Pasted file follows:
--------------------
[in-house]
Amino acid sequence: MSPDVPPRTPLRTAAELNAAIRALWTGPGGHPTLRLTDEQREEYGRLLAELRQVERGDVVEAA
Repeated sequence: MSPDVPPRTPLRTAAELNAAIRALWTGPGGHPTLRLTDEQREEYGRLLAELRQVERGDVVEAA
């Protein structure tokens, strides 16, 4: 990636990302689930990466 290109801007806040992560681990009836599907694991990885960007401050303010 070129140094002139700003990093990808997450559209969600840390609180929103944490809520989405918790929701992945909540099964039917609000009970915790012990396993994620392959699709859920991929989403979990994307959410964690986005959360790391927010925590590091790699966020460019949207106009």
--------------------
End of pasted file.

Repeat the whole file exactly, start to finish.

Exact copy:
[in-house]
Amino acid sequence: MSPDVPPRTPLRTAAELNAAIRALWTGPGGHPTLRLTDEQREEYGRLLAELRQVERGDVVEAA
Repeated sequence: MSPDVPPRTPLRTAAELNAAIRALWTGPGGHPTLRLTDEQREEYGRLLAELRQVERGDVVEAA
């Protein structure tokens, strides 16, 4: 990636990302689930990466 290109801007806040992560681990009836599907694991990885960007401050303010 070129140094002139700003990093990808997450559209969600840390609180929103944490809520989405918790929701992945909540099964039917609000009970915790012990396993994620392959699709859920991929989403979990994307959410964690986005959360790391927010925590590091790699966020460019949207106009």